|Publication number||US4016071 A|
|Application number||US 05/613,718|
|Publication date||Apr 5, 1977|
|Filing date||Sep 15, 1975|
|Priority date||Sep 15, 1975|
|Publication number||05613718, 613718, US 4016071 A, US 4016071A, US-A-4016071, US4016071 A, US4016071A|
|Inventors||Malcolm M. Paterson|
|Original Assignee||Raytheon Company|
|Export Citation||BiBTeX, EndNote, RefMan|
|Patent Citations (8), Referenced by (14), Classifications (9)|
|External Links: USPTO, USPTO Assignment, Espacenet|
The known art of processing and separating materials in a supply of mixed materials such as commonly found in municipal waste includes apparatus which utilizes a rotary drum within which mixed materials are deposited and separated into light and heavy materials. The drum is inclined at a slight angle to the horizontal and means is provided for loading mixed materials into the interior of the drum while the drum is being rotated. The interior of the drum is provided with longitudinally extending fins or lifters which cause heavy materials to be continuously raised and dropped within the drum so that, because of the inclination of the drum, the materials will eventually work their way toward and out the lower end of the drum.
During this process a stream of air is directed at a relatively high velocity through the drum and in its passage through the drum the air stream entrains light materials and carries them out the upper end of the drum into suitable collecting means such as plenum chambers, cyclones and the like. Thus the light materials are separated within the drum from the heavy materials before the heavy materials have progressed a significant distance down the drum to be removed from the lower end thereof.
It is well known that such separated heavy materials often contain significant amounts of magnetic materials which may have considerable intrinsic values such as warrant their separation from the other materials. Therefore, means has been provided separate from the drum for separating nonmagnetic materials from the magnetic materials in the supply of heavy materials which are extracted from the lower end of the drum. Such additional magnetic separation means usually comprises relatively complicated and expensive apparatus and usually is bulky and space consuming. Some prior devices are known which receive and separate only relatively light materials such as particulates.
The above and other disadvantages of prior art separation systems are overcome in the apparatus of the present invention wherein an inclined rotary drum is utilized to separate heavy and light materials and additionally to separate the heavy materials into magnetic and nonmetallic materials, all in one operation within the single drum.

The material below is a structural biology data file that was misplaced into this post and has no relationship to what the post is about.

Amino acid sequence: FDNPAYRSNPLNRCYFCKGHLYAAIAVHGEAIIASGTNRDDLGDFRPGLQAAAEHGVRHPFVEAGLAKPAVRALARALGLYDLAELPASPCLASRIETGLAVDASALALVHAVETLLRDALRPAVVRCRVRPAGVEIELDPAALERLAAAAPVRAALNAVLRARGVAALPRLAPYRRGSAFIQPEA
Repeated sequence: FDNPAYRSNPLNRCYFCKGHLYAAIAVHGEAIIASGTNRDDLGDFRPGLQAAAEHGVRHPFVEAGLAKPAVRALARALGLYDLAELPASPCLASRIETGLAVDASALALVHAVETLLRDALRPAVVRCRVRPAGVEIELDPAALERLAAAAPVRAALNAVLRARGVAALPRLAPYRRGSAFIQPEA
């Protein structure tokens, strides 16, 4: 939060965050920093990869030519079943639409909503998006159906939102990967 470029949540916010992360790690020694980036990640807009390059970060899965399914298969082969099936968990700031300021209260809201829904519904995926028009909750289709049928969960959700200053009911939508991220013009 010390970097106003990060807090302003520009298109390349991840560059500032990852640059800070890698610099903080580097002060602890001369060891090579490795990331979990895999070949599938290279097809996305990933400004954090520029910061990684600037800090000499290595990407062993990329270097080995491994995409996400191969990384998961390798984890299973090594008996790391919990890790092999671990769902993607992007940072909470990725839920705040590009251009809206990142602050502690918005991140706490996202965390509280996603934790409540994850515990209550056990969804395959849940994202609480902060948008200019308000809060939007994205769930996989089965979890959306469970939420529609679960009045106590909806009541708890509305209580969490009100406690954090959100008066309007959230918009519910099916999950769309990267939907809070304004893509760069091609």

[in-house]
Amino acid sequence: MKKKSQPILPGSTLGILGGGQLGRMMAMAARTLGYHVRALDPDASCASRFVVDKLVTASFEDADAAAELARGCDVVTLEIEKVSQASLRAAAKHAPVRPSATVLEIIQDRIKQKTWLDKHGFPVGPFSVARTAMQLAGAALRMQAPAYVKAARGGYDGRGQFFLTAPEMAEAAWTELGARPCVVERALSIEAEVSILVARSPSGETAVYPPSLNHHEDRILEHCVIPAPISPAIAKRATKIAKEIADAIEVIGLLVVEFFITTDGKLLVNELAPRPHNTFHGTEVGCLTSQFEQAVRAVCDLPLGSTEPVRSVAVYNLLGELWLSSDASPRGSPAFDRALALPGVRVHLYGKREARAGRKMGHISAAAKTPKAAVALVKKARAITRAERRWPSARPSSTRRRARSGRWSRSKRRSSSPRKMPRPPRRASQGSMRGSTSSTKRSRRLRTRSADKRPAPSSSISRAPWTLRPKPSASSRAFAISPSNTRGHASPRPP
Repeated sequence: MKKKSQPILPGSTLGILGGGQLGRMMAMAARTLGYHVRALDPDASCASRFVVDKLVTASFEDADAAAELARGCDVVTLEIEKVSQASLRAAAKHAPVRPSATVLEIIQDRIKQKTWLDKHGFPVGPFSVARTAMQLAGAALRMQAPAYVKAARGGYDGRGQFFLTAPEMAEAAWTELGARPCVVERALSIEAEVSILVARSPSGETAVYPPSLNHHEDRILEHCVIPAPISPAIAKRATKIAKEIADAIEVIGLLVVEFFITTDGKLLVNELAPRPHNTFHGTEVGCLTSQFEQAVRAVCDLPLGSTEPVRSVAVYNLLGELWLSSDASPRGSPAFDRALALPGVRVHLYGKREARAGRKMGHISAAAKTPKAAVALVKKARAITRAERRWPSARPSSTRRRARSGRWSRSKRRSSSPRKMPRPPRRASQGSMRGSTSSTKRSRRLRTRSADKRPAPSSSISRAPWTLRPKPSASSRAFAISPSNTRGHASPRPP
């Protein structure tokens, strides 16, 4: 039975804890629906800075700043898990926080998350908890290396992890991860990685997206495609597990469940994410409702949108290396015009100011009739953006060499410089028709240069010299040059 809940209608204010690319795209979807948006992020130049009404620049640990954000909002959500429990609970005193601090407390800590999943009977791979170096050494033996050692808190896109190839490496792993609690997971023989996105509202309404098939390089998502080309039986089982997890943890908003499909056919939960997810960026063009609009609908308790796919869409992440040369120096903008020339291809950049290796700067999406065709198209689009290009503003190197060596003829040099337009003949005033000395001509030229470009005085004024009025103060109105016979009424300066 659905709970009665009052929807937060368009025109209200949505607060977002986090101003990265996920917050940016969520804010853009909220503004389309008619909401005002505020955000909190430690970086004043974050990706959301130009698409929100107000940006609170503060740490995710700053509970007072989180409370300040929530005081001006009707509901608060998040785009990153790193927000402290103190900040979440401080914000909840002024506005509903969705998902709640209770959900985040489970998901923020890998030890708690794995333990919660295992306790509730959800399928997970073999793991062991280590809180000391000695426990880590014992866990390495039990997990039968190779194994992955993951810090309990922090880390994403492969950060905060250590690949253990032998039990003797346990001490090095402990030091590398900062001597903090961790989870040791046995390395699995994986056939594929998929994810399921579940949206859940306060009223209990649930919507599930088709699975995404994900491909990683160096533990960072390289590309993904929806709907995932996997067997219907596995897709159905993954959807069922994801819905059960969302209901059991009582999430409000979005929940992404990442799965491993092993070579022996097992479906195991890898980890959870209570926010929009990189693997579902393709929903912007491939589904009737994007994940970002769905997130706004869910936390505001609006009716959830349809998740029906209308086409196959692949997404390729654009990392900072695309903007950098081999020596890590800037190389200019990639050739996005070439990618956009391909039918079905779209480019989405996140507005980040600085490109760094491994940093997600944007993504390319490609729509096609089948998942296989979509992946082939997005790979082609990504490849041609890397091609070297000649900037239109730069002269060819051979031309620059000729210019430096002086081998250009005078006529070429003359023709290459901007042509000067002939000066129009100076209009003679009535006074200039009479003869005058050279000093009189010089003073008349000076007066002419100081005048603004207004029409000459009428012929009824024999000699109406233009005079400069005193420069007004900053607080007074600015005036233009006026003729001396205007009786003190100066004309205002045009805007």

An inclined rotary drum is provided with conveyor means, particularly a screw conveyor, which deposits mixed materials into the interior of the drum. The mixed materials are tumbled by fins or lifters and as the tumbling takes place a stream of air passing through the drum at relatively high velocity entrains light materials and carries them out of the higher end of the drum to a suitable collector such as a plenum or cyclone. The tumbling action causes the heavy materials to gradually work their way down the inclined interior of the drum and eventually out the lower end where they are removed as by belt conveyors or the like.
In accordance with this invention, magnetic materials are removed from the separated heavy materials in the lower end of the drum immediately prededing the exit of heavy nonmagnetic materials from the end of the drum. This is done by magnetic means which is arranged externally of the lower end portion of the drum and partially encircling same for creating a magnetic field in the drum such as will cause pieces of magnetic material in the mixture of heavy materials to adhere to the wall of the drum and to be carried upwardly to a point where they will be disposed outside the magnetic field and will fall onto an additional conveyor for transport out of the drum to a selected location. This additional conveyor is preferably a belt conveyor which extends into the lower end of the drum only sufficiently far enough to extend axially slightly beyond the magnetic field.
The magnetic means preferably comprises a selected number of supporting rings or yokes which encircle the lower end portion of the drum parallel with each other, with permanent magnets or electromagnets being adjustably secured to the inner peripheries of the yokes in predetermined spaced relation to the circumference of the drum so as to collectively form a selected magnetic field which extends into the interior of the drum.
In accordance with this invention the entire drum or only the lower end portion of the drum may be formed of plastic, aluminum, stainless steel or other selected nonmagnetic material. In the case where the entire drum or the lower end portion of the drum is of magnetic material, such as iron or steel, for example, a number of plugs or inserts of nonmagnetic material may be disposed in closely spaced relation in openings provided therefor through the wall of the drum in the lower portion thereof. Thus, a magnetic field from the magnets will extend into the interior of the drum through the inserts.